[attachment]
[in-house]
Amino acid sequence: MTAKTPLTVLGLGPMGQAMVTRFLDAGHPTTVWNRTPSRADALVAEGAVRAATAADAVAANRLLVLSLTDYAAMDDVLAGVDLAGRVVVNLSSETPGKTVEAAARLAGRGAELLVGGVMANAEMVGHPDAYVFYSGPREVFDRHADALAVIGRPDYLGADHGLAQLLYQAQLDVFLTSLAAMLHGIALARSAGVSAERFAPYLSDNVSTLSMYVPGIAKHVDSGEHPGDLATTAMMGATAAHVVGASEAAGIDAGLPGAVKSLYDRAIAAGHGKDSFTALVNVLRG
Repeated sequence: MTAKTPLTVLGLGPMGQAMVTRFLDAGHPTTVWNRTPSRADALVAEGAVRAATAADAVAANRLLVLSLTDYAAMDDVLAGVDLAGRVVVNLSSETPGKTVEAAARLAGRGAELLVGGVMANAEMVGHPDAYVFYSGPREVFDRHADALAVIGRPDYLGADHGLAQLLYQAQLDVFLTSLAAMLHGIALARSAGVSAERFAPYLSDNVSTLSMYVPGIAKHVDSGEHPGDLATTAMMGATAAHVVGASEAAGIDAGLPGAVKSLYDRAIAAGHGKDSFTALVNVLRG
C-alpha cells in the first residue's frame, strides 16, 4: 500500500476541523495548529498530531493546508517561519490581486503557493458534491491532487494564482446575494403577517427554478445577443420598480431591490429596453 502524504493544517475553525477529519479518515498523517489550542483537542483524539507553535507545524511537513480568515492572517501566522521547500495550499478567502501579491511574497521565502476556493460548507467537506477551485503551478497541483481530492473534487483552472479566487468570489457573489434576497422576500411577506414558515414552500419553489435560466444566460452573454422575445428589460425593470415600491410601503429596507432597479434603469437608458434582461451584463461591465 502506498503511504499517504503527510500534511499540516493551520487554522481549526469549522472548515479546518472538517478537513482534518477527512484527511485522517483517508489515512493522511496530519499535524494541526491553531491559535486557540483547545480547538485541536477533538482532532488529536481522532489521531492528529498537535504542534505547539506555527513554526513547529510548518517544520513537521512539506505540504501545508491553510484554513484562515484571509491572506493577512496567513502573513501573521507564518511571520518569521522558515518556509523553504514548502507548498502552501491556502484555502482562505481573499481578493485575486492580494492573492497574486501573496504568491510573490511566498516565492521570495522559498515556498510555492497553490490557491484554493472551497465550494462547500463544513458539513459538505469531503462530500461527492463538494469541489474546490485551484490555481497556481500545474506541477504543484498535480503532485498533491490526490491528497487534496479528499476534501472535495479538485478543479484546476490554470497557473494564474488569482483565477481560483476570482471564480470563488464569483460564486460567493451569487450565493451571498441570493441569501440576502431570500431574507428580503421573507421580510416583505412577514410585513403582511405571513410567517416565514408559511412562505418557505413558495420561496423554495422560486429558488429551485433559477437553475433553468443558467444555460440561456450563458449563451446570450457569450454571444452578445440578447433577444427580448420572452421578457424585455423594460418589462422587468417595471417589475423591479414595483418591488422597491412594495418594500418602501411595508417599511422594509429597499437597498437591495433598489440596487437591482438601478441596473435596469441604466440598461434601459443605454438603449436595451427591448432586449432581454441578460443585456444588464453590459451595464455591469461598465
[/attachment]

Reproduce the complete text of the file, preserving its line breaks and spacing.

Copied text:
[in-house]
Amino acid sequence: MTAKTPLTVLGLGPMGQAMVTRFLDAGHPTTVWNRTPSRADALVAEGAVRAATAADAVAANRLLVLSLTDYAAMDDVLAGVDLAGRVVVNLSSETPGKTVEAAARLAGRGAELLVGGVMANAEMVGHPDAYVFYSGPREVFDRHADALAVIGRPDYLGADHGLAQLLYQAQLDVFLTSLAAMLHGIALARSAGVSAERFAPYLSDNVSTLSMYVPGIAKHVDSGEHPGDLATTAMMGATAAHVVGASEAAGIDAGLPGAVKSLYDRAIAAGHGKDSFTALVNVLRG
Repeated sequence: MTAKTPLTVLGLGPMGQAMVTRFLDAGHPTTVWNRTPSRADALVAEGAVRAATAADAVAANRLLVLSLTDYAAMDDVLAGVDLAGRVVVNLSSETPGKTVEAAARLAGRGAELLVGGVMANAEMVGHPDAYVFYSGPREVFDRHADALAVIGRPDYLGADHGLAQLLYQAQLDVFLTSLAAMLHGIALARSAGVSAERFAPYLSDNVSTLSMYVPGIAKHVDSGEHPGDLATTAMMGATAAHVVGASEAAGIDAGLPGAVKSLYDRAIAAGHGKDSFTALVNVLRG
C-alpha cells in the first residue's frame, strides 16, 4: 500500500476541523495548529498530531493546508517561519490581486503557493458534491491532487494564482446575494403577517427554478445577443420598480431591490429596453 502524504493544517475553525477529519479518515498523517489550542483537542483524539507553535507545524511537513480568515492572517501566522521547500495550499478567502501579491511574497521565502476556493460548507467537506477551485503551478497541483481530492473534487483552472479566487468570489457573489434576497422576500411577506414558515414552500419553489435560466444566460452573454422575445428589460425593470415600491410601503429596507432597479434603469437608458434582461451584463461591465 502506498503511504499517504503527510500534511499540516493551520487554522481549526469549522472548515479546518472538517478537513482534518477527512484527511485522517483517508489515512493522511496530519499535524494541526491553531491559535486557540483547545480547538485541536477533538482532532488529536481522532489521531492528529498537535504542534505547539506555527513554526513547529510548518517544520513537521512539506505540504501545508491553510484554513484562515484571509491572506493577512496567513502573513501573521507564518511571520518569521522558515518556509523553504514548502507548498502552501491556502484555502482562505481573499481578493485575486492580494492573492497574486501573496504568491510573490511566498516565492521570495522559498515556498510555492497553490490557491484554493472551497465550494462547500463544513458539513459538505469531503462530500461527492463538494469541489474546490485551484490555481497556481500545474506541477504543484498535480503532485498533491490526490491528497487534496479528499476534501472535495479538485478543479484546476490554470497557473494564474488569482483565477481560483476570482471564480470563488464569483460564486460567493451569487450565493451571498441570493441569501440576502431570500431574507428580503421573507421580510416583505412577514410585513403582511405571513410567517416565514408559511412562505418557505413558495420561496423554495422560486429558488429551485433559477437553475433553468443558467444555460440561456450563458449563451446570450457569450454571444452578445440578447433577444427580448420572452421578457424585455423594460418589462422587468417595471417589475423591479414595483418591488422597491412594495418594500418602501411595508417599511422594509429597499437597498437591495433598489440596487437591482438601478441596473435596469441604466440598461434601459443605454438603449436595451427591448432586449432581454441578460443585456444588464453590459451595464455591469461598465